August 14, 2015
Facebook is about to become a bigger competitor to Twitter-owned Periscope as it begins to offer wider access to the VIP-only Facebook app Mentions and Facebook Live. Up until now, Facebook Live — which allows a broadcaster to start a live video stream immediately, which users can watch in real-time and comment on — has only been available to a handful of high-profile individuals. Previously, Facebook has been circumspect when asked about when more people would have access to Live, which launched on August 4.
According to TechCrunch, when Facebook Live launched, it was only made available to a small group of celebrities who had Verified Pages, including Dwayne “The Rock” Johnson, Serena Williams, Martha Stewart and Michael Bublé. TechCrunch opines that, “normal users were not given broadcast access [because] Facebook wanted to start with celebrities to teach users what’s interesting to stream, and avoid everyone shooting off low-quality ‘Hello world/this is my breakfast’ broadcasts.”
As Facebook Live opens up to more Verified Pages, those who take advantage are likely to be public figures such as entertainers, athletes and politicians, but also journalists.
Facebook Live streams can be saved and viewed later — unlike Periscopes and Meerkat streams — and therefore “adds to Facebook’s exclusive video content trove that it can show in the feed to make lucrative video ads seem more natural there.”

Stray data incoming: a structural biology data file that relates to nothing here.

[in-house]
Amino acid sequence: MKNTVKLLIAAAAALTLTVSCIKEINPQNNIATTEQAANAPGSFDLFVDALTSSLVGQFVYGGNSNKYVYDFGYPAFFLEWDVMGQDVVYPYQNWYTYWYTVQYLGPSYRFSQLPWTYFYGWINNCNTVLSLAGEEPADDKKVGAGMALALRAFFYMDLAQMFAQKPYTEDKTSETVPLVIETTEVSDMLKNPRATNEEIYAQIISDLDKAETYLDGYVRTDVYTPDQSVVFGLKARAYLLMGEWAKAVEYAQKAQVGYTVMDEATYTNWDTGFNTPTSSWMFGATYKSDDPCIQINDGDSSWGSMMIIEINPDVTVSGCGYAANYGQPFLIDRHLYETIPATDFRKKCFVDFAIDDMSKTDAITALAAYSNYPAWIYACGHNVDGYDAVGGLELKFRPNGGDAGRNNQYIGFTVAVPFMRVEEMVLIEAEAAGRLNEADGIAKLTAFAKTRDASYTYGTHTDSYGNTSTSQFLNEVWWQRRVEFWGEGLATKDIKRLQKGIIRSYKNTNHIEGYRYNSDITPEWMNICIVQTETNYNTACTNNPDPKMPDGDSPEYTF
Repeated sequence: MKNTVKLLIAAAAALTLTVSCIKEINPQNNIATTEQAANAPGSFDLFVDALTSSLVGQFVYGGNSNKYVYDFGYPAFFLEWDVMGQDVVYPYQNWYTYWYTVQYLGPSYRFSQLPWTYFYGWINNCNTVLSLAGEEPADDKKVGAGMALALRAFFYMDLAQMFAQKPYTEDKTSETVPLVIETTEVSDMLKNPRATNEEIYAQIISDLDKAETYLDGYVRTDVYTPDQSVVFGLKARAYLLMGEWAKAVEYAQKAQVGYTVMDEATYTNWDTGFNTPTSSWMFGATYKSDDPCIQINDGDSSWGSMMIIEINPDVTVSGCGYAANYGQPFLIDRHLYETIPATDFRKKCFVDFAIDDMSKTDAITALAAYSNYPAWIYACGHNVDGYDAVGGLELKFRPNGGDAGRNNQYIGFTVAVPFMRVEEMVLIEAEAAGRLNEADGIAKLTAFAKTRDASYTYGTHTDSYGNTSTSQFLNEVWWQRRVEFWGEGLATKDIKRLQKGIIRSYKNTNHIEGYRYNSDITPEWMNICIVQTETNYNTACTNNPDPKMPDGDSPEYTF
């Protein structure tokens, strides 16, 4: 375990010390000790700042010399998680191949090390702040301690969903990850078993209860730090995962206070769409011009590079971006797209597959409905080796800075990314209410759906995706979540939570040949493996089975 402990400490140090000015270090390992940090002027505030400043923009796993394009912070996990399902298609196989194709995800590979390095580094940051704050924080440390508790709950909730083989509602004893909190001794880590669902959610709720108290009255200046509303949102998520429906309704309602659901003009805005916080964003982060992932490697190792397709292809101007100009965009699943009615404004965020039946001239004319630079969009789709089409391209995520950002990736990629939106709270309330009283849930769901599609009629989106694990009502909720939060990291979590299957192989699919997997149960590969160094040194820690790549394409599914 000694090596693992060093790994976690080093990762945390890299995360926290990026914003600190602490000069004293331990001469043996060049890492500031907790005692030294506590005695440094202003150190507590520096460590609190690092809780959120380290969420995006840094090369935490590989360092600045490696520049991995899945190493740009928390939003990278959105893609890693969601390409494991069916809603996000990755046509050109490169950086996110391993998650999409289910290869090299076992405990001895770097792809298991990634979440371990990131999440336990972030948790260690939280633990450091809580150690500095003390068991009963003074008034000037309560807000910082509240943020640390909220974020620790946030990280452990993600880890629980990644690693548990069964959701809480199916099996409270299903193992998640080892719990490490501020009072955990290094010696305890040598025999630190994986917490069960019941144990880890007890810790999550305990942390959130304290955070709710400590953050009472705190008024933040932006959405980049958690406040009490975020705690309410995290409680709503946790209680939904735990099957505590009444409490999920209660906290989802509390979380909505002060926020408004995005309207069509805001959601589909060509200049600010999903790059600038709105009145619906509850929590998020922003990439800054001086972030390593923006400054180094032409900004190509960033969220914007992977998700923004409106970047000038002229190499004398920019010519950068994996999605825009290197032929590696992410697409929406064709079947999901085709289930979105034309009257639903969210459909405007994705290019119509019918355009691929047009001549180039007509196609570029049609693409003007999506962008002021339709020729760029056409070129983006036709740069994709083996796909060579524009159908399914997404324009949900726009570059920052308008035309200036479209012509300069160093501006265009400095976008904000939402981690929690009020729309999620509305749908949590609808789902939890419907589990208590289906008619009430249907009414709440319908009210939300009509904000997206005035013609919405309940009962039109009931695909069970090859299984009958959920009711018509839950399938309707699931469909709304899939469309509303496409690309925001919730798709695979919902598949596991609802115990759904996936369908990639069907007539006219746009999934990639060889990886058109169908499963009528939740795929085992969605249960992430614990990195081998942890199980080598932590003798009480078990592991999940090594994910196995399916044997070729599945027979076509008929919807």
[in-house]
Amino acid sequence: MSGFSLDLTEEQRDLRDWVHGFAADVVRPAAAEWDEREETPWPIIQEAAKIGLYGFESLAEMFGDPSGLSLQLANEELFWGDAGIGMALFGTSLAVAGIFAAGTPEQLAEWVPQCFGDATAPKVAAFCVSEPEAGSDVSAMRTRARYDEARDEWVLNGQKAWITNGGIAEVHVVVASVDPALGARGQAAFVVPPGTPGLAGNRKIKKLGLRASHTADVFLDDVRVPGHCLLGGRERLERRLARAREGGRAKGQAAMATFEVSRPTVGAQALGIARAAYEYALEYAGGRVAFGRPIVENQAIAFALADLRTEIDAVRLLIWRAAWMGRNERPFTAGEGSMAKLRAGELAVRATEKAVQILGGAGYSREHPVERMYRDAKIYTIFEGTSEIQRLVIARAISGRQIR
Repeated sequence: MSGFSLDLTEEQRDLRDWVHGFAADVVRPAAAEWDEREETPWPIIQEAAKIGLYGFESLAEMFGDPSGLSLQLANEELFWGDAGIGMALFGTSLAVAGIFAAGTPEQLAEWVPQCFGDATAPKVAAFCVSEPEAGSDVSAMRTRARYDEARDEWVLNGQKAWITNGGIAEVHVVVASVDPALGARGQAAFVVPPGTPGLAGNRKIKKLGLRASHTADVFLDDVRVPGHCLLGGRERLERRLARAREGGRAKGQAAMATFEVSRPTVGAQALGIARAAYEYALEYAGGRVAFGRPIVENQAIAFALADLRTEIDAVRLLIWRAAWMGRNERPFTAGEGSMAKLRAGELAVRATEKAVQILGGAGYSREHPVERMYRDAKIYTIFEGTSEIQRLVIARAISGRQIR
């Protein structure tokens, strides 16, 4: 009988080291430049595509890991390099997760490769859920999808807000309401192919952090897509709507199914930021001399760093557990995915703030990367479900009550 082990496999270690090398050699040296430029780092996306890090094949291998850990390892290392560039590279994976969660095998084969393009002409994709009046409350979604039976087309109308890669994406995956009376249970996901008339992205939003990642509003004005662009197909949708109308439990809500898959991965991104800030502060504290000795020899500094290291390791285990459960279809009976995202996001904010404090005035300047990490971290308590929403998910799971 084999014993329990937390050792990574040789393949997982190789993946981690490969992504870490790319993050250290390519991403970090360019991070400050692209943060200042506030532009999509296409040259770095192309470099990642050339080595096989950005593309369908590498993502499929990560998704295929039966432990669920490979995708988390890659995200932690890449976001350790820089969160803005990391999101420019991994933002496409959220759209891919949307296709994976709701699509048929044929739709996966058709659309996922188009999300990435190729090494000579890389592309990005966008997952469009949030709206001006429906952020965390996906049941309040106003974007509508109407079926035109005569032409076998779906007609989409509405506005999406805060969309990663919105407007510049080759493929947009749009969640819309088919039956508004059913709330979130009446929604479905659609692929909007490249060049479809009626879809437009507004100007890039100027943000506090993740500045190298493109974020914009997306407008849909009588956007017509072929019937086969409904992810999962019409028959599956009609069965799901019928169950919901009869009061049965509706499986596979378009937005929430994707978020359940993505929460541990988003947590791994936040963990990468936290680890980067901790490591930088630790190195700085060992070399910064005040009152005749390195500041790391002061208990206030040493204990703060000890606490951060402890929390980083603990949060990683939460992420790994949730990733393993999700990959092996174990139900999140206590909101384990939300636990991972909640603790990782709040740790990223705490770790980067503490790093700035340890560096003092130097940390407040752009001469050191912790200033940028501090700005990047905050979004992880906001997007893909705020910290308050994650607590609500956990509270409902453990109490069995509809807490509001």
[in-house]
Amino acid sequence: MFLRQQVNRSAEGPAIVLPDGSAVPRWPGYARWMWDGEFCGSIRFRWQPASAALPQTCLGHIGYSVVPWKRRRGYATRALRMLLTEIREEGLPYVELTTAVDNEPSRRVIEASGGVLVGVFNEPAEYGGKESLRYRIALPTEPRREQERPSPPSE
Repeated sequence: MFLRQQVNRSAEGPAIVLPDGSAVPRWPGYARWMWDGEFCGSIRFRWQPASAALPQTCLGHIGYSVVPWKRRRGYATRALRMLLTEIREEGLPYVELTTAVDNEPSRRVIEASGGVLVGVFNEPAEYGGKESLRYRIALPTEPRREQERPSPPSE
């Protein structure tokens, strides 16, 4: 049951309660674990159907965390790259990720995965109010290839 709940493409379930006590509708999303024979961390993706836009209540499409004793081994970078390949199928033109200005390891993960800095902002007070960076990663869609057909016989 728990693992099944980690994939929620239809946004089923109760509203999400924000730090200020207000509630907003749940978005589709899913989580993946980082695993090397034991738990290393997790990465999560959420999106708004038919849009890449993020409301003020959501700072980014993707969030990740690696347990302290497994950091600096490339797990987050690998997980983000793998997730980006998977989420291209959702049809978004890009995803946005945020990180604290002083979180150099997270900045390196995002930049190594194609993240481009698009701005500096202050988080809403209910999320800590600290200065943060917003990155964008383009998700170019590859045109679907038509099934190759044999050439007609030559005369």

Facebook is wagering that its scale, says TechCrunch, and “the massive existing followings of public figures on its platform to leapfrog competitors.”
Meanwhile, Periscope is not touting its subscription base — 10 million registered users and counting after just four months — but “the sheer volume of video content that users are streaming,” says TechCrunch.
How much? Almost 40 years of watch time daily from its iOS and Android apps, which boils down to a bit over 350,000 hours of video streamed per day. Periscope is watching Time Watched metrics rather than monthly users because, TechCrunch quotes chief executive Kayvon Beykpour that “optimizing for DAU/MAU doesn’t properly motivate our team to create a product that people love.”